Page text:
From its opening scenes, where merciless sword-wielding hitmen and women ambush a travelling gangster's car on a rural road, to the horrifying violence of a revenge driven finale, Princess Blade maintains an atmosphere of icy dread and hopelessness. The characters struggle to live and breathe in a bleak future where a bullet train races through the post-industrial wasteland as if it hopes to escape from the cursed graveyard for machinery. The scenario has little room for people and no place at all for true humanity. For Yuki, who finds that she is the rightful heir to Takemikazuchi nobility, it seems as if a painful death is the only way out - unless...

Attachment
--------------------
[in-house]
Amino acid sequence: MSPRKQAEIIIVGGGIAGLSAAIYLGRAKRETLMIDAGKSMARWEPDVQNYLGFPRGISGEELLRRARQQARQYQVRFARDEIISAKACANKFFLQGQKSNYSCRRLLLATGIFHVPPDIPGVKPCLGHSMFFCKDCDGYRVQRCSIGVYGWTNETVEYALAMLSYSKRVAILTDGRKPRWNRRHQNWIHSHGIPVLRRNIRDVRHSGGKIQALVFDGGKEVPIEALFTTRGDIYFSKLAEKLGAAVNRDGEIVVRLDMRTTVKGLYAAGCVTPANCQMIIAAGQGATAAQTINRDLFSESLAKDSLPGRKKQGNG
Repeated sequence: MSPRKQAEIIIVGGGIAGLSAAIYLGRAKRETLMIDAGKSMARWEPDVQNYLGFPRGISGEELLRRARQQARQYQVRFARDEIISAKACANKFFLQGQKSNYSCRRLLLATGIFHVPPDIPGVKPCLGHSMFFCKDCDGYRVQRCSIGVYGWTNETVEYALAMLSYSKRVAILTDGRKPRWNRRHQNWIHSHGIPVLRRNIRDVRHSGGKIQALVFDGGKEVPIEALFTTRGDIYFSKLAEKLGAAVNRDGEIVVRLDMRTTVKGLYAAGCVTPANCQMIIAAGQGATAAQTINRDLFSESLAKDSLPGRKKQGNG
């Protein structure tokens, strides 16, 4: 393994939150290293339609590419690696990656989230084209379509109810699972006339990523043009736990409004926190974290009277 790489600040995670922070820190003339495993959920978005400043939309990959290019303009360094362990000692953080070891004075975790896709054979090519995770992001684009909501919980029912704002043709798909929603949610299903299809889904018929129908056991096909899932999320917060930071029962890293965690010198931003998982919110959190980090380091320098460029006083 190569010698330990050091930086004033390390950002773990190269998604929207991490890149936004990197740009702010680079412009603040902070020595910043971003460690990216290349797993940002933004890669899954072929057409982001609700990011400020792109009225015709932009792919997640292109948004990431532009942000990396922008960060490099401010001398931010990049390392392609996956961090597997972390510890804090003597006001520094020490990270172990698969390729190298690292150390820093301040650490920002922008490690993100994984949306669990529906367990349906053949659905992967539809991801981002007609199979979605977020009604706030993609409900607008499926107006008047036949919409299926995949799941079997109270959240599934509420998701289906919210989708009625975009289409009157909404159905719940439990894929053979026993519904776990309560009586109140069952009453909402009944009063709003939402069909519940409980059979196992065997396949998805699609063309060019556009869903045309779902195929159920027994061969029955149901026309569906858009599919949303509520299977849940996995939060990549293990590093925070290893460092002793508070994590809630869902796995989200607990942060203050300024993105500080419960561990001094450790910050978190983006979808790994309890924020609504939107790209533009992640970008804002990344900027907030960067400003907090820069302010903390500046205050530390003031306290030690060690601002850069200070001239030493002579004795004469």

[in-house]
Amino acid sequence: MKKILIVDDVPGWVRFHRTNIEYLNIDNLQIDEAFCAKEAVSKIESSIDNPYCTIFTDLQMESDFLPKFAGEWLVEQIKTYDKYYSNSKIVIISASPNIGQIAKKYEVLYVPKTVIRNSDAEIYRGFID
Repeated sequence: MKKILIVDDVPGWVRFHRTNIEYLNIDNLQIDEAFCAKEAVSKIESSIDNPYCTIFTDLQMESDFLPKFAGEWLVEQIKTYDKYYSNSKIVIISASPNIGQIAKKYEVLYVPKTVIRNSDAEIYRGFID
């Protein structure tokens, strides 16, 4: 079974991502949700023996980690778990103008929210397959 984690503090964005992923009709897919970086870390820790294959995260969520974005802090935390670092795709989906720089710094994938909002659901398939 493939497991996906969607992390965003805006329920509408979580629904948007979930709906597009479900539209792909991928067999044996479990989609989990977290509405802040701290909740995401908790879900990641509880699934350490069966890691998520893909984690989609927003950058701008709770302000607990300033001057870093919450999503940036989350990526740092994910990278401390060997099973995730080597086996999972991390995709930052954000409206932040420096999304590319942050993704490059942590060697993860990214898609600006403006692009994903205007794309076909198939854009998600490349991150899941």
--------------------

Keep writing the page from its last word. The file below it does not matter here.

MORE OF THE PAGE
Unlike the many fantasy flicks made in Hong Kong, this imaginative Japanese adventure is sombre rather than whimsical. Donnie Yen ably choreographs some frenzied martial arts, but stunt wirework on the fighting sequences is admirably restrained, making Princess Blade as much a drama with strong characters that audiences will care about, as a kung fu actioner where you'll simply cheer for the heroine.
DVD extras: text biographies, film notes by Mark Wyatt, Asia Extreme trailers.